• Home Buyers Guide

  • As a first-time homebuyer, you have an exciting journey ahead. We know applying for your first mortgage loan and navigating a complex housing market can be daunting. We want your first home purchase to be a rewarding experience and we're here to help first-time home buyers any way we can.

    Your mortgage loan originator can answer any questions you may have along the way. In the meantime, here's some practical advice to get you started on the right path to buying your first home.

  • Pre-Qualification

    Mortgage pre-qualification is a simple assessment of whether your debt-to-income ratio fits U.S. Bank guidelines for home loans. It also provides an estimate of how much you may be able to borrow - a good first step in your house-hunting journey.

    While this number is informative, keep in mind how much you may qualify to borrow is often more than how much you can afford to spend on your new home and still have money left over for the other important things in your life like furniture for your new home.

    Getting prequalified doesn't require a commitment from you or the bank. It isn't a true application and your credit history doesn't factor into your prequalification. Even so, you should be aware that when you apply for a mortgage, your credit score will affect your ability to qualify. If you have concerns about your credit history, talk to your mortgage loan originator now to find out what options might be available to you.

    When you get pre-qualified, you can request a letter stating how much you may be able to borrow, based on the information you provided to the bank. You can give this letter to your real estate agent to show you're a serious homebuyer.

  • Pre-Approval

    Mortgage pre-approval involves the same steps as a mortgage application - you'll provide detailed information about your income and assets that will be reviewed by the lender's underwriters. If approved, you'll get a commitment by the lender for a specific loan amount. (When you apply for a mortgage, you're applying for credit to purchase a specific property as well.)

    Pre-approval shows you have the resources to make the purchase and it helps you act quickly when you find the perfect home. From the sellers' point of view, a pre-approved buyer is more attractive than someone who says they can buy a house but have nothing but their word to back up their offer. By proving you have your bank's backing, a mortgage pre-approval can help you negotiate on price - and it can be a deciding factor for sellers who receive multiple bids.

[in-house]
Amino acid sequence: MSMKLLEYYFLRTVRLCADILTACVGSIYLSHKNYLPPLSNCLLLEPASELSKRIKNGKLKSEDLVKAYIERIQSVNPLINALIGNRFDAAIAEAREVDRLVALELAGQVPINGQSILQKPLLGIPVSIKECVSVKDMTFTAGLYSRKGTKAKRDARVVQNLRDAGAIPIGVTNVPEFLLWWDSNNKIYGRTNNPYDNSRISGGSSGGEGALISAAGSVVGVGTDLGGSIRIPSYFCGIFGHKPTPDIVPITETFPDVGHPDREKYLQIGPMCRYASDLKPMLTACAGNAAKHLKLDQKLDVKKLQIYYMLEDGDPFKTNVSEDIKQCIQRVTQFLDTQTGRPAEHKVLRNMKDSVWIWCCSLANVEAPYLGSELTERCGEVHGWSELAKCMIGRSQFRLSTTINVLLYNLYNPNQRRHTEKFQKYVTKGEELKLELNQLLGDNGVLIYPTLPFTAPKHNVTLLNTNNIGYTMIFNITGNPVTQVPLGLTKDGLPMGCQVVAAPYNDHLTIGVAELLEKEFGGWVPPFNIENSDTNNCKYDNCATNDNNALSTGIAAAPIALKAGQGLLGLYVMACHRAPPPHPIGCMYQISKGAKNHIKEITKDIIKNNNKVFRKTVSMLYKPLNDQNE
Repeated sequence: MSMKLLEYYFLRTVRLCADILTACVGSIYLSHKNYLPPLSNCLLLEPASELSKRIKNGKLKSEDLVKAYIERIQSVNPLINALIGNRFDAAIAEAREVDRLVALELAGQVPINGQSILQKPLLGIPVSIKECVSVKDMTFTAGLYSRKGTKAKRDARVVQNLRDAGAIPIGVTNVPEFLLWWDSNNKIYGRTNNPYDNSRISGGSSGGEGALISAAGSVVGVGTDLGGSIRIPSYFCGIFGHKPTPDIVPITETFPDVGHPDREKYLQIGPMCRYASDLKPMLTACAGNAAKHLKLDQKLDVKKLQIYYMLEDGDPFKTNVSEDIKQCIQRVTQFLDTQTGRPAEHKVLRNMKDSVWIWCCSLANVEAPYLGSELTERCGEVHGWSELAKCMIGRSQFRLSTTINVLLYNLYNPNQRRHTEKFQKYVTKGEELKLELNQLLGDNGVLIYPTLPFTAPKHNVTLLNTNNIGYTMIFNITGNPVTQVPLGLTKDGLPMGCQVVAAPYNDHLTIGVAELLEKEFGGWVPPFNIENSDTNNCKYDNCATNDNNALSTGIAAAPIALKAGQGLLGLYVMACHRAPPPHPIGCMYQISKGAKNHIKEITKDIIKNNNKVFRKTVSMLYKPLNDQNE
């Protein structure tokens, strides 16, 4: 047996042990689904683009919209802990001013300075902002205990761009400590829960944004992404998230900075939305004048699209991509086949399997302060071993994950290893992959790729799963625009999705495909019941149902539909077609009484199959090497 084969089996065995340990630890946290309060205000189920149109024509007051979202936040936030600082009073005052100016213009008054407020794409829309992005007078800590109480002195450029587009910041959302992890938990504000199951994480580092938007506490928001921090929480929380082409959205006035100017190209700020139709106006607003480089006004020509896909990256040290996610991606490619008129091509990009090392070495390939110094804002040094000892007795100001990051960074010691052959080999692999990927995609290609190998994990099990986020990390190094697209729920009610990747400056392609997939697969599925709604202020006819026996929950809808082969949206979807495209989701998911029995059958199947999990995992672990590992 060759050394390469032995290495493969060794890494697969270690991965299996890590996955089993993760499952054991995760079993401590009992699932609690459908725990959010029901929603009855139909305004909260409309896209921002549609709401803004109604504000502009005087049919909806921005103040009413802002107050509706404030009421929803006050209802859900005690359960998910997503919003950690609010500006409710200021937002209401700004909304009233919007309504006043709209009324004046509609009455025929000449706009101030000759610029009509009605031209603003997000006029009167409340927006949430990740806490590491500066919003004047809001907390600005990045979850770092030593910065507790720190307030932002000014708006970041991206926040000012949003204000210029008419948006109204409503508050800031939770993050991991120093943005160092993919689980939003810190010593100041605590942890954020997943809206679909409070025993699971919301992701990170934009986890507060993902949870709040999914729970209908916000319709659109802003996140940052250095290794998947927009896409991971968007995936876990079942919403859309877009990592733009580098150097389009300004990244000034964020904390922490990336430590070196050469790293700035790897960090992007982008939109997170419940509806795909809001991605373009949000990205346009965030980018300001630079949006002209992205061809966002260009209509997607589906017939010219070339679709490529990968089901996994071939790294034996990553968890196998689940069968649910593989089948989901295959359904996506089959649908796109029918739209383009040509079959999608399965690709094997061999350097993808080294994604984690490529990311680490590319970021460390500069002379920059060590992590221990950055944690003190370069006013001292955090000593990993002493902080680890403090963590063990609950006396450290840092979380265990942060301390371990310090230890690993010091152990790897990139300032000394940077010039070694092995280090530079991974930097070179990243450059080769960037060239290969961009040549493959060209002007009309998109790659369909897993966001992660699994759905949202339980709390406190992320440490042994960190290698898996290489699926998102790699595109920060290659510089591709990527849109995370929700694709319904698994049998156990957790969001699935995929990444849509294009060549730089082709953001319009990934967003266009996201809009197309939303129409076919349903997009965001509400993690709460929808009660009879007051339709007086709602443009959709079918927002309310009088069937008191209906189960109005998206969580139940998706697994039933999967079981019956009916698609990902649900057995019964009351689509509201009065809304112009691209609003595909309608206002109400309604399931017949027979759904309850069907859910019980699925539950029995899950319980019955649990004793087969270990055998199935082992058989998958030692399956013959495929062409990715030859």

One note on timing: Don't apply for a pre-approval until you're fairly certain you'll want to buy a home within the next 90 days. Unlike getting prequalified, a pre-approval involves requesting a copy of your credit history and an examination of your application information and the documents you provide. A pre-approval will show as an inquiry on your credit report, and it's only good for a certain amount of time.

    If you decide to proceed with the loan, you may also be required to pay an application fee and prepay for the home appraisal and other costs. An estimate of costs or fees to be paid at the mortgage closing will also be determined at this stage.

    To get pre-approved, you'll need to provide some personal information and financial documents, including detailed proof of your income for the past two years.

  • 5 Things to Know When Shopping for a Home

    Credit history

    A credit score (also called a FICO Score, so named for the company that provides the score used by 90% of lenders) helps lenders determine their risk in lending you money. Your history of paying bills on time and your monthly debts determine your credit score, which can range from 300 (worst) to 850 (best). A score of 740 or above is generally considered "excellent."

    There are three national credit bureaus (Equifax, Experian and TransUnion) that maintain credit reports. FICO summarizes the results into three FICO scores, one for each bureau. Usually, the three scores are similar, but they may differ based on the different information collected by each credit bureau.

    Monthly debt

    Owning a home requires financial commitment beyond your monthly mortgage payment, including:

    • Mortgage insurance (required for most mortgages with down payments less than 20%)
    • Home insurance 
    • Utilities 
    • Repairs 
    • Property taxes

    Make sure you're taking all these costs into account when asking yourself, "How much home can I afford?" It's important to be informed on all the costs involved and how much you can afford prior to committing to a home mortgage.